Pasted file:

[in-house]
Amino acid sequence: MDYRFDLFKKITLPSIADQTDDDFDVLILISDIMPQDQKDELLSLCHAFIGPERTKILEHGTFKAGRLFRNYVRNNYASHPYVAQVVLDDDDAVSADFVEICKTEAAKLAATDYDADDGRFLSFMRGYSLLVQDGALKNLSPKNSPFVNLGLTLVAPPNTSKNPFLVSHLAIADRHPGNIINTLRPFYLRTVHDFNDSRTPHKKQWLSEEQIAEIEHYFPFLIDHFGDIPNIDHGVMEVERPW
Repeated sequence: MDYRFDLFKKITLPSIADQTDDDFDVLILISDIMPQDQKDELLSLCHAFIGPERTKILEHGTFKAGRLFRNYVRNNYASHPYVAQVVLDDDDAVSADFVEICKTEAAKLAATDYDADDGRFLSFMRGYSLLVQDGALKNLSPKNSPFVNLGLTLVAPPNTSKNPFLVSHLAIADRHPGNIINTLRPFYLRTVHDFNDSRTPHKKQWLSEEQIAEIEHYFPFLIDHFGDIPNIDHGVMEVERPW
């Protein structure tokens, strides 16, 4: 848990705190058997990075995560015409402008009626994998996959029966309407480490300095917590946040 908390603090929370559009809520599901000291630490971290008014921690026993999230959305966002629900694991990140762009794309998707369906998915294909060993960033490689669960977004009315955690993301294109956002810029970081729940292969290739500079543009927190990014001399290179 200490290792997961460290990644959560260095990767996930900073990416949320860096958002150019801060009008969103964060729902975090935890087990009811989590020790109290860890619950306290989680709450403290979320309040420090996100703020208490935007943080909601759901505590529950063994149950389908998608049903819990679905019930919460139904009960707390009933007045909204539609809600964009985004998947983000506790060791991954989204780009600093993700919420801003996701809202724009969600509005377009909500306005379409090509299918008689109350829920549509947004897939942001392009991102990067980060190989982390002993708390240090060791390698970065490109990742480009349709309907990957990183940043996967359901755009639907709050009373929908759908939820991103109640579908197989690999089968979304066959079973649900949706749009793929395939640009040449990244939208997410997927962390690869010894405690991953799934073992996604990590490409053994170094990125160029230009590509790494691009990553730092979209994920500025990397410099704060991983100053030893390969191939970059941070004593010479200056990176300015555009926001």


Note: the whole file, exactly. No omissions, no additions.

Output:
[in-house]
Amino acid sequence: MDYRFDLFKKITLPSIADQTDDDFDVLILISDIMPQDQKDELLSLCHAFIGPERTKILEHGTFKAGRLFRNYVRNNYASHPYVAQVVLDDDDAVSADFVEICKTEAAKLAATDYDADDGRFLSFMRGYSLLVQDGALKNLSPKNSPFVNLGLTLVAPPNTSKNPFLVSHLAIADRHPGNIINTLRPFYLRTVHDFNDSRTPHKKQWLSEEQIAEIEHYFPFLIDHFGDIPNIDHGVMEVERPW
Repeated sequence: MDYRFDLFKKITLPSIADQTDDDFDVLILISDIMPQDQKDELLSLCHAFIGPERTKILEHGTFKAGRLFRNYVRNNYASHPYVAQVVLDDDDAVSADFVEICKTEAAKLAATDYDADDGRFLSFMRGYSLLVQDGALKNLSPKNSPFVNLGLTLVAPPNTSKNPFLVSHLAIADRHPGNIINTLRPFYLRTVHDFNDSRTPHKKQWLSEEQIAEIEHYFPFLIDHFGDIPNIDHGVMEVERPW
């Protein structure tokens, strides 16, 4: 848990705190058997990075995560015409402008009626994998996959029966309407480490300095917590946040 908390603090929370559009809520599901000291630490971290008014921690026993999230959305966002629900694991990140762009794309998707369906998915294909060993960033490689669960977004009315955690993301294109956002810029970081729940292969290739500079543009927190990014001399290179 200490290792997961460290990644959560260095990767996930900073990416949320860096958002150019801060009008969103964060729902975090935890087990009811989590020790109290860890619950306290989680709450403290979320309040420090996100703020208490935007943080909601759901505590529950063994149950389908998608049903819990679905019930919460139904009960707390009933007045909204539609809600964009985004998947983000506790060791991954989204780009600093993700919420801003996701809202724009969600509005377009909500306005379409090509299918008689109350829920549509947004897939942001392009991102990067980060190989982390002993708390240090060791390698970065490109990742480009349709309907990957990183940043996967359901755009639907709050009373929908759908939820991103109640579908197989690999089968979304066959079973649900949706749009793929395939640009040449990244939208997410997927962390690869010894405690991953799934073992996604990590490409053994170094990125160029230009590509790494691009990553730092979209994920500025990397410099704060991983100053030893390969191939970059941070004593010479200056990176300015555009926001």